# The Binary Search in Java

Filed Under: Java ## Introduction

In this tutorial, we are going to learn about the Binary Search algorithm and implement it in Java.

Normal Linear or sequential search algorithm is convenient to use for a small set of data. When the size increases, then in the worst case we require 2n comparisons, where the size of an array or list is n.

Thus we require more efficient algorithms for searching elements. In this tutorial, we are going to explore how binary search is a simple and efficient algorithm as well as how it works.

## The Core Algorithm of Binary Search

For Binary Search, the elements in an array must be in sorted order. Let us consider an array that is in ascending order. The Binary search compares elements to be searched, that is, the key with the element present in the middle of the data set. It is based on the following three(3) basic conditions:

1. if the key is less than the middle element, then we now need to search only in the first half of the array,
2. If the key is greater than the middle element, then we need to only search in the second half of the array,
3. And if the key is equal to the middle element in the array, then the search ends,
4. Finally, if the key is not found in the whole array, then it should return a none or -1. This indicates the element to be searched is not present.

## Example of Binary Search

Consider a sorted array of 10 integers as given below,

Suppose we are searching for the element 48. In this case, our key is 48.

Now, we will have to compare the middle element, which is 25 with the element that we need to search(48). Since `48>25`, we eliminate the first half and will have to search in the second half for the key.

Further for doing that, we set low as Mid + 1 and high as the size of the array – 1 or, index of the last element.

In the next iteration, we compare the middle element 55 with the key. Since `48<55`, we will have to search the element again in the left half of the array. Correspondingly, the values of low and high are updated as 5(no change) and Mid – 1.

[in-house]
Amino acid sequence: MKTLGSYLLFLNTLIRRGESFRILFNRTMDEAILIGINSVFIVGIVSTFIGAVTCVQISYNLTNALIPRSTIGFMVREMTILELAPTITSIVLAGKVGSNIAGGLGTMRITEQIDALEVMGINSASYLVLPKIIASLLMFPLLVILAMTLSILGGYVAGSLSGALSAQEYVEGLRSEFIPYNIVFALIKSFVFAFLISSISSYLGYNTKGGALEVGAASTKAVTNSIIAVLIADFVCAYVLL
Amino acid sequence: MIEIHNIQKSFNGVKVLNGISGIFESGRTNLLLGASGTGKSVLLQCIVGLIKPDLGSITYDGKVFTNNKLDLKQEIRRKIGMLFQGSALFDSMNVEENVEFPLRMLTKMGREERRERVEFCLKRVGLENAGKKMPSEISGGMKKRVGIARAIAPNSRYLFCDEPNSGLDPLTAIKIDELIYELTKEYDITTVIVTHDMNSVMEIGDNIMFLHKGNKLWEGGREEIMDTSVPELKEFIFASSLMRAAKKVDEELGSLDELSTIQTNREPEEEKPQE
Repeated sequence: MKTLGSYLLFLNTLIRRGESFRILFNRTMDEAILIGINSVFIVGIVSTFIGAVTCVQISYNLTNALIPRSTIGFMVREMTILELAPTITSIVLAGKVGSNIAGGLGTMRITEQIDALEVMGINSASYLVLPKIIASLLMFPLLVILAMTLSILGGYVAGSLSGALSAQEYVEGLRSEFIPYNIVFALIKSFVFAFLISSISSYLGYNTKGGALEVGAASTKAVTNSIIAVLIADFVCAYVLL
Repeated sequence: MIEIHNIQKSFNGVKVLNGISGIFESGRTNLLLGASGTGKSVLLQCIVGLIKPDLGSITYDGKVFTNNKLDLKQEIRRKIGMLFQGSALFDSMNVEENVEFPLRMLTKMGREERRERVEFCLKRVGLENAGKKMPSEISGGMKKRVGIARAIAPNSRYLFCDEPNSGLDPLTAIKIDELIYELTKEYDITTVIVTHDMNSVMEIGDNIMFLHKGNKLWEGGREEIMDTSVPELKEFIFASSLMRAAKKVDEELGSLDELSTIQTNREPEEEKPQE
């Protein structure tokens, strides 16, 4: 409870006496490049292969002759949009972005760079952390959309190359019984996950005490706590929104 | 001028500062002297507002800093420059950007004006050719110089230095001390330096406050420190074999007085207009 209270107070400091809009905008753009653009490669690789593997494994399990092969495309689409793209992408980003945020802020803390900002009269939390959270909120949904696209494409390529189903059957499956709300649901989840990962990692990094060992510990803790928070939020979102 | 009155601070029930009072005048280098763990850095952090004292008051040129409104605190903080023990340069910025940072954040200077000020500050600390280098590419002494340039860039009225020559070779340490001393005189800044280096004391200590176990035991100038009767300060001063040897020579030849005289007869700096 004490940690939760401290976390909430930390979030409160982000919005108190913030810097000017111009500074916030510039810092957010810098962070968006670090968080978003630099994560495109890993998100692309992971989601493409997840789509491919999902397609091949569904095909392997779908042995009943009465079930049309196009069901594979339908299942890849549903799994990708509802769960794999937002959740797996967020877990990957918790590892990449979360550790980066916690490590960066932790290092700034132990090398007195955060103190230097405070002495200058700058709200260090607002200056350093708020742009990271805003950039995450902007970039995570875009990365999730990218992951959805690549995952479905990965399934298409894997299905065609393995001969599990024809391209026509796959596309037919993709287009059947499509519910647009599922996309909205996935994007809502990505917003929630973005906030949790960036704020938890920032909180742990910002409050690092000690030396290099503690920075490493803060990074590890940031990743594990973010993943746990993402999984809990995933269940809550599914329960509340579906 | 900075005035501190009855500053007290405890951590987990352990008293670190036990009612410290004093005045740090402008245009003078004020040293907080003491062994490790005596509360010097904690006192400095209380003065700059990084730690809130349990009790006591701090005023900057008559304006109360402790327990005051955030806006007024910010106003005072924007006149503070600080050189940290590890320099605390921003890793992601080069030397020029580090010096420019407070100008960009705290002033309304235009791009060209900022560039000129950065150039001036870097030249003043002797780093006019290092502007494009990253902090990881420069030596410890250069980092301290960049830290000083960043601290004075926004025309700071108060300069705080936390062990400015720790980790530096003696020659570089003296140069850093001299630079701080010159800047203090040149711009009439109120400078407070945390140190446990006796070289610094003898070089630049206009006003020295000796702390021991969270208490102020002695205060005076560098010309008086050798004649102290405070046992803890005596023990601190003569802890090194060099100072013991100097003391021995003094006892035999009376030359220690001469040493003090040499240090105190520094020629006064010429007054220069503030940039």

Nextly, now the middle element is 28 for which we have `48>28`. Hence, we need to further consider the right portion of the array.

For which now, low = Mid + 1=6, and high = 6 (no change).

For the next iteration, the middle element is equal to the element to be searched, i.e., 48.

So, we found the number at index 6(Mid).

## Implementing Binary Search in Java

Now let us implement the above-mentioned Binary Search Algorithm in java.

```public class BinarySearch
{
public static int binarySearch(int arr[], int low, int high, int key)
{
int mid = (low + high)/2;
while( low <= high )
{
if ( arr[mid] < key )
{
low = mid + 1;
}
else if ( arr[mid] == key )
{
return mid;
}else
{
high = mid - 1;
}
mid = (low + high)/2;
}
if ( low > high )
{
return -1;
}
return -1;
}
public static void main(String args[])
{
int arr[] = {10,18,19,20,25,28,48,55,62,70};
int key = 48;
int n=arr.length-1;
int index = binarySearch(arr,0,n,key);
System.out.println("The sorted array is: ");
for(int i=0;i<n;i++)
{
System.out.print(arr[i] + " ");
}
System.out.println("\nElement to be searched: "+key);
if (index == -1)
else
System.out.println("The Element is found at the index: "+index);
}
}
```

Output:

## Complexities of the Binary Search Algorithm

The average number of comparisons for the binary search algorithm is log2N. Hence, the time complexity of Binary Search is log2n.

In terms of space complexity, for binary search, it is O(log n). In addition, it takes O(n) space to store the array.

Where n is the size of the given sorted array.

## Conclusion

So, in this tutorial, we learned about the Binary Search Algorithm and its implementation in Java. For clear understanding try out the code yourself. For any further questions feel free to use the comments below.

## References

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